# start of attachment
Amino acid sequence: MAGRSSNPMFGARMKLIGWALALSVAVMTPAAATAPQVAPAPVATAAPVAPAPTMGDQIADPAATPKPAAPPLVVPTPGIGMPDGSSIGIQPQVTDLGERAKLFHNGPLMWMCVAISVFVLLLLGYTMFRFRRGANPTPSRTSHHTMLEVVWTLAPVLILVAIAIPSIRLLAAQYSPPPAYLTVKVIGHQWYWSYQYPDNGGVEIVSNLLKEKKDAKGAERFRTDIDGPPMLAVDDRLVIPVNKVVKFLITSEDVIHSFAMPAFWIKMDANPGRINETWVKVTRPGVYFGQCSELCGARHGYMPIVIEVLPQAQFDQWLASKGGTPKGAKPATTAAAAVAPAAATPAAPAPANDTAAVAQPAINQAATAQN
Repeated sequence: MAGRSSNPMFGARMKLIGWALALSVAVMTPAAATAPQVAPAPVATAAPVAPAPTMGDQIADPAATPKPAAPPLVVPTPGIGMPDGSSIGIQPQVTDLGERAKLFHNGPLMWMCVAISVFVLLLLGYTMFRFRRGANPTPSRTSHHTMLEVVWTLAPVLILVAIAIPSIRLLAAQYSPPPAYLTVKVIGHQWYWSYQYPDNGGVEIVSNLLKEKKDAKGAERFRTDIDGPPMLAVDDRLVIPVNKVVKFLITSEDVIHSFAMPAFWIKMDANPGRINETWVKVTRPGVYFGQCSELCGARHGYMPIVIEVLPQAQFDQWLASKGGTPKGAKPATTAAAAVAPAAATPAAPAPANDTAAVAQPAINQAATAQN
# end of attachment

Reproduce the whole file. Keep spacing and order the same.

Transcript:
Amino acid sequence: MAGRSSNPMFGARMKLIGWALALSVAVMTPAAATAPQVAPAPVATAAPVAPAPTMGDQIADPAATPKPAAPPLVVPTPGIGMPDGSSIGIQPQVTDLGERAKLFHNGPLMWMCVAISVFVLLLLGYTMFRFRRGANPTPSRTSHHTMLEVVWTLAPVLILVAIAIPSIRLLAAQYSPPPAYLTVKVIGHQWYWSYQYPDNGGVEIVSNLLKEKKDAKGAERFRTDIDGPPMLAVDDRLVIPVNKVVKFLITSEDVIHSFAMPAFWIKMDANPGRINETWVKVTRPGVYFGQCSELCGARHGYMPIVIEVLPQAQFDQWLASKGGTPKGAKPATTAAAAVAPAAATPAAPAPANDTAAVAQPAINQAATAQN
Repeated sequence: MAGRSSNPMFGARMKLIGWALALSVAVMTPAAATAPQVAPAPVATAAPVAPAPTMGDQIADPAATPKPAAPPLVVPTPGIGMPDGSSIGIQPQVTDLGERAKLFHNGPLMWMCVAISVFVLLLLGYTMFRFRRGANPTPSRTSHHTMLEVVWTLAPVLILVAIAIPSIRLLAAQYSPPPAYLTVKVIGHQWYWSYQYPDNGGVEIVSNLLKEKKDAKGAERFRTDIDGPPMLAVDDRLVIPVNKVVKFLITSEDVIHSFAMPAFWIKMDANPGRINETWVKVTRPGVYFGQCSELCGARHGYMPIVIEVLPQAQFDQWLASKGGTPKGAKPATTAAAAVAPAAATPAAPAPANDTAAVAQPAINQAATAQN